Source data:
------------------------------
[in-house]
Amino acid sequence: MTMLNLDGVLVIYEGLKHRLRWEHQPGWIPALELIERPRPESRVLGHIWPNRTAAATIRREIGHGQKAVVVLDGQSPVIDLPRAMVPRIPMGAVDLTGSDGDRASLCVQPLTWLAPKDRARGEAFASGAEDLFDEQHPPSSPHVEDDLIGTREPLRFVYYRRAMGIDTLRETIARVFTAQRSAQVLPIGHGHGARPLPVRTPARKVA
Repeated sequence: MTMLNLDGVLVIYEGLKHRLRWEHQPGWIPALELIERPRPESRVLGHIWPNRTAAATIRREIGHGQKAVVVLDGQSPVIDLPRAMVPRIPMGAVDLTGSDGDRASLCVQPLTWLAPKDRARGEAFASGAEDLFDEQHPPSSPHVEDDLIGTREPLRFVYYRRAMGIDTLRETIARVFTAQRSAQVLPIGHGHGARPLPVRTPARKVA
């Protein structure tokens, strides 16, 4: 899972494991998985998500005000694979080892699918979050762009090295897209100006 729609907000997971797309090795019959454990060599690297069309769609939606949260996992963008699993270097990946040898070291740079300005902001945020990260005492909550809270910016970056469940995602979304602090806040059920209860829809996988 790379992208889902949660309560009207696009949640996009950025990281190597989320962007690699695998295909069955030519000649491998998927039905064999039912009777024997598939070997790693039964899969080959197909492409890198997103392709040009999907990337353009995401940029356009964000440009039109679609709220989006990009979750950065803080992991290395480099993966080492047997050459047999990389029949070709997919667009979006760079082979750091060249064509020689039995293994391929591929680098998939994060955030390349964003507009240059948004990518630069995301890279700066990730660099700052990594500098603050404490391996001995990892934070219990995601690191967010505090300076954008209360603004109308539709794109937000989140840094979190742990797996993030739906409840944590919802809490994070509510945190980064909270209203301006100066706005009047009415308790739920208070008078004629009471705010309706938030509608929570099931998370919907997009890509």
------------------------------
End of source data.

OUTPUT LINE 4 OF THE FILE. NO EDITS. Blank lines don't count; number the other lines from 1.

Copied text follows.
């Protein structure tokens, strides 16, 4: 899972494991998985998500005000694979080892699918979050762009090295897209100006 729609907000997971797309090795019959454990060599690297069309769609939606949260996992963008699993270097990946040898070291740079300005902001945020990260005492909550809270910016970056469940995602979304602090806040059920209860829809996988 790379992208889902949660309560009207696009949640996009950025990281190597989320962007690699695998295909069955030519000649491998998927039905064999039912009777024997598939070997790693039964899969080959197909492409890198997103392709040009999907990337353009995401940029356009964000440009039109679609709220989006990009979750950065803080992991290395480099993966080492047997050459047999990389029949070709997919667009979006760079082979750091060249064509020689039995293994391929591929680098998939994060955030390349964003507009240059948004990518630069995301890279700066990730660099700052990594500098603050404490391996001995990892934070219990995601690191967010505090300076954008209360603004109308539709794109937000989140840094979190742990797996993030739906409840944590919802809490994070509510945190980064909270209203301006100066706005009047009415308790739920208070008078004629009471705010309706938030509608929570099931998370919907997009890509």